Landscape Trailer Design
About nine years ago the trucks at HighGrove Partners were reorganized as part of a lean process improvement. Prior to that, it was anything goes, according to Gary Tomlinson, vice president of operations for the Austell, Ga.-based company.
“Originally they were a mess, ” he says. “Everything was scattered everywhere. It was just really kind of chaotic and dirty.” HighGrove Partners primarily provides maintenance, along with some design/build. Customers include commercial, retail and multi-family units. About 210 people are employed during the peak season and annual revenue totals $16 million.
Today trucks at this company have cages and shelves on them for tools and equipment. Cargo boxes line the sides; one is marked for fuel, another for weed killer and ant bait. A locked cages holds expensive equipment such as blowers.
“The vehicles are set up to have every piece of equipment you would need to use on any job. Every truck is exactly the same, ” Tomlinson says.
“Everything is designed for speed, efficiency and security as well as safety.” According to Tomlinson, the first step to truck organization is evaluating equipment and frequency of use.
“We went through and analyzed what does each truck need, then standardized the equipment load that was on the trucks, ” he says.
This spring a dozen new trailers were purchased at Ruppert Landscape and are being outfitted with a new build. Existing trailers are being retro-fitted. The first new prototype at Ruppert was built in May. It was designed on paper, then mocked up and reviewed by field managers and management.
Once the final design was decided upon, instructions, scaled drawings and a bill of material were created to provide consistency among future builds.
A large mechanical toolbox stores tools, hooks were added for raincoats and brackets hold tools like pole shears. Improved organization has created more space, too, says Ken Railey, director of fleet operations for the Laytonsville, Md.-based company.
Ruppert provides commercial landscaping services including construction and maintenance. Revenue this year is projected at $105 million and more than 1, 000 employees work for the company.
The new trailer design incorporated specialized aluminum bracketing to store string trimmers and shears and shelving to hold gas cans, blowers, sprayers and other equipment. This improves organization and creates more space, Railey says. The new racks also have a narrower profile, making it easier for crews to reach for tools. Heavier equipment is housed on lower shelves for safety.
“The design and prototype was primarily focused on our people’s needs. I think it makes the equipment neater, more organized, easier to access, ” he says. “It also prevents equipment damage. A lot of folks wanted more storage. People literally had to walk on top of equipment in order to get to the next piece.”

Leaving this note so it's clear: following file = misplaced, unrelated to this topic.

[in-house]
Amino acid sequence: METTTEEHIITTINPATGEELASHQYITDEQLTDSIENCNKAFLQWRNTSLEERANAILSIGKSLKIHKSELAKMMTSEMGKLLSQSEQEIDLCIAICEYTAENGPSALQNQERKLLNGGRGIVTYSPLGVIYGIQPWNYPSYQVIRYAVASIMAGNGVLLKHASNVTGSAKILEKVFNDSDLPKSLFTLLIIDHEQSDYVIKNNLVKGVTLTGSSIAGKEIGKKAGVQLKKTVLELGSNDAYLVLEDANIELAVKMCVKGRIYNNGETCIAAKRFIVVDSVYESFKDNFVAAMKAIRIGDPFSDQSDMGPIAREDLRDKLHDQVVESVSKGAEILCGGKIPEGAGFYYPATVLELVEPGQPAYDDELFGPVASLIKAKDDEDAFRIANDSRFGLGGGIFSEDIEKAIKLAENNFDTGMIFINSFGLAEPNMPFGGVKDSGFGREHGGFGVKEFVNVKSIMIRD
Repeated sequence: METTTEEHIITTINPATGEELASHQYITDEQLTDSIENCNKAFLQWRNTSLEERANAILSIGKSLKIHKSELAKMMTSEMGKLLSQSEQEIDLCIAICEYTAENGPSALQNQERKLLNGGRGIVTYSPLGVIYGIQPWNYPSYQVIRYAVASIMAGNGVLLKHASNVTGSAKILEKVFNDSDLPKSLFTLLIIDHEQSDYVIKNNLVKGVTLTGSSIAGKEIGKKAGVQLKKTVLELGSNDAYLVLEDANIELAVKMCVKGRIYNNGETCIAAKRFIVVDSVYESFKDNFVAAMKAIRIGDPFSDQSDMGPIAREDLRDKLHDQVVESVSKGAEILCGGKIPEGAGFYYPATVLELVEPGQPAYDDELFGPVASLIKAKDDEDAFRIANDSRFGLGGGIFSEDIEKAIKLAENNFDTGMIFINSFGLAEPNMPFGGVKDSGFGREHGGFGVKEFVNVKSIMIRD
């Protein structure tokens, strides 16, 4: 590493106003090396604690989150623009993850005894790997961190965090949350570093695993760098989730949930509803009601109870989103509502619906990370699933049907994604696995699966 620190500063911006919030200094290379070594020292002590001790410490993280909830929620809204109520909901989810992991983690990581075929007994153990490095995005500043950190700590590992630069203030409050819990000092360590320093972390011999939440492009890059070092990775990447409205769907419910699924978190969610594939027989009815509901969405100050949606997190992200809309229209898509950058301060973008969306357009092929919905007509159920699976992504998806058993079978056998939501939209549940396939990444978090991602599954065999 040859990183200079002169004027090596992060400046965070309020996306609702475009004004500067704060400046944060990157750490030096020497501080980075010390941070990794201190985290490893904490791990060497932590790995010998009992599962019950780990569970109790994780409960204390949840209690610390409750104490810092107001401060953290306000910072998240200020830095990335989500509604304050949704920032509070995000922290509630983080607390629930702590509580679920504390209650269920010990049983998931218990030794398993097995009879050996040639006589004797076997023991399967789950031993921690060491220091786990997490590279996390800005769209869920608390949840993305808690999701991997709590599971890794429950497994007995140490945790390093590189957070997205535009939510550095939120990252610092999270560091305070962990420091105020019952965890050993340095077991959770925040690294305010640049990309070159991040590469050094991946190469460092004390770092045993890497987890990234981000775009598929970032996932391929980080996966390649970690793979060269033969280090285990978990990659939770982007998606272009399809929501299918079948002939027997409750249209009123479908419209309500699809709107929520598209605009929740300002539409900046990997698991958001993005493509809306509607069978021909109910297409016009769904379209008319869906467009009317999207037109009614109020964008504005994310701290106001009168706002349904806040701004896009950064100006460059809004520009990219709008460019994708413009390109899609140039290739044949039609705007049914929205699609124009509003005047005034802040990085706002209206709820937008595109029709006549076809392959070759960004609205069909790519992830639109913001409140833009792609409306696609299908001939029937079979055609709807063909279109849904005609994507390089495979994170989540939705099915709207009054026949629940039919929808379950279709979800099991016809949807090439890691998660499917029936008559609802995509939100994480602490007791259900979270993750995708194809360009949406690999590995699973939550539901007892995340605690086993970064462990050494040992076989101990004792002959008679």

At the Spokane, Wa.-based franchise of The Grounds Guys, organizing equipment based on when it’s typically used on a job helps, says Kenny Smith, owner. The Spokane location employs 14 people and annual revenue is 0, 000.
The Grounds Guys provide general maintenance, design build, irrigation service and installs to residential, commercial and multi-family customers.
Large mowers are placed with the weight on the trailer axles for towing safety and to reduce wear on tires.
At the front of the trailer, an organization unit with bins provides a location for tools needed for field repairs, safety equipment such as earplugs and a first aid kit, Smith says.
Open versus closed.
All contractors interviewed for this story prefer enclosed trailers over open trailers, as unsecured tools can easily be stolen or damaged. Railey says that a closed trailer also protects expensive equipment from the elements.
Smith said that a closed trailer also serves as a large “rolling billboard” wherever his crews go and saves time at the end of the day.
“You don’t have to empty the trailer at night. It works as a shed or storage unit, ” he says, adding that having a trailer with a side entry door provides two points of entry.
He conducted Internet research before purchasing racks and holders for equipment. Today he has also found success with the lightweight custom metal hooks available at hardware stores.
At HighGrove, items used less frequently, such as chainsaws, are signed out for use. The company does have a few open trailers in its fleet.
Tools are mounted on the inside and outside of the trailer and there is an equipment cage at the head of the trailer.
Communication between crews and management is ongoing. “We are continuing to improve upon the product we just built, ” Railey says.
Inspections range from daily to weekly depending on the company. Inspection is not limited to inventory. During inspection if an item is worn it will be repaired or replaced. Supply needs, such as oil and fuel are also checked.
“We do weekly inspections on our trucks to make sure everything is in its spot, to make sure everything is locked down and working. It’s real easy to get messy again, ” Tomlinson says.
In the end those habits help a business run smoother.
“You want to equip your team to succeed and do well in the field, ” Smith says. “All that organization is great but … you’ve got to develop a habit of keeping those things in their place and having them stocked.”
Keeping crews accountable and following organization protocols is an industry-wide best practice.
“Our real driving force behind this is our people and convenience and helping them do their job more efficiently, ” Railey says.